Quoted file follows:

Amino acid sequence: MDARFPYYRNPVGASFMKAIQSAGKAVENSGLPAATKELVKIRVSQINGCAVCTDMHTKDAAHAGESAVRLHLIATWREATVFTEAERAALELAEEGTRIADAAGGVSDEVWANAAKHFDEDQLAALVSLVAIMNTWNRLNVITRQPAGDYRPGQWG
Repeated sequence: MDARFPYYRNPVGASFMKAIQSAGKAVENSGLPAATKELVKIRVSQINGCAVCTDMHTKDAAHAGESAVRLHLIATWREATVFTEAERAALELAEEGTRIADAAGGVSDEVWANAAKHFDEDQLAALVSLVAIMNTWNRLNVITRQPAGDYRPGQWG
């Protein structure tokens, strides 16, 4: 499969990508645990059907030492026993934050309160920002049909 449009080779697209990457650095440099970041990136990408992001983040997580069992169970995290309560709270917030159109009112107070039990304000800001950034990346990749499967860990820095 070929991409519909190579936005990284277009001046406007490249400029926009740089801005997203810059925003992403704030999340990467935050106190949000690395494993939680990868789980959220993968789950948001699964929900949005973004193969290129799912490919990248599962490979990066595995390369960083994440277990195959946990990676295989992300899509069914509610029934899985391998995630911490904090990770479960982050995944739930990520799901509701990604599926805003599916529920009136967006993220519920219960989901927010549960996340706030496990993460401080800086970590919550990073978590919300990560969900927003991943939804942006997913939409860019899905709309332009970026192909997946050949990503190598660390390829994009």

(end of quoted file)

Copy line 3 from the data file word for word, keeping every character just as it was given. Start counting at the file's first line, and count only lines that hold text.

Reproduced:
């Protein structure tokens, strides 16, 4: 499969990508645990059907030492026993934050309160920002049909 449009080779697209990457650095440099970041990136990408992001983040997580069992169970995290309560709270917030159109009112107070039990304000800001950034990346990749499967860990820095 070929991409519909190579936005990284277009001046406007490249400029926009740089801005997203810059925003992403704030999340990467935050106190949000690395494993939680990868789980959220993968789950948001699964929900949005973004193969290129799912490919990248599962490979990066595995390369960083994440277990195959946990990676295989992300899509069914509610029934899985391998995630911490904090990770479960982050995944739930990520799901509701990604599926805003599916529920009136967006993220519920219960989901927010549960996340706030496990993460401080800086970590919550990073978590919300990560969900927003991943939804942006997913939409860019899905709309332009970026192909997946050949990503190598660390390829994009």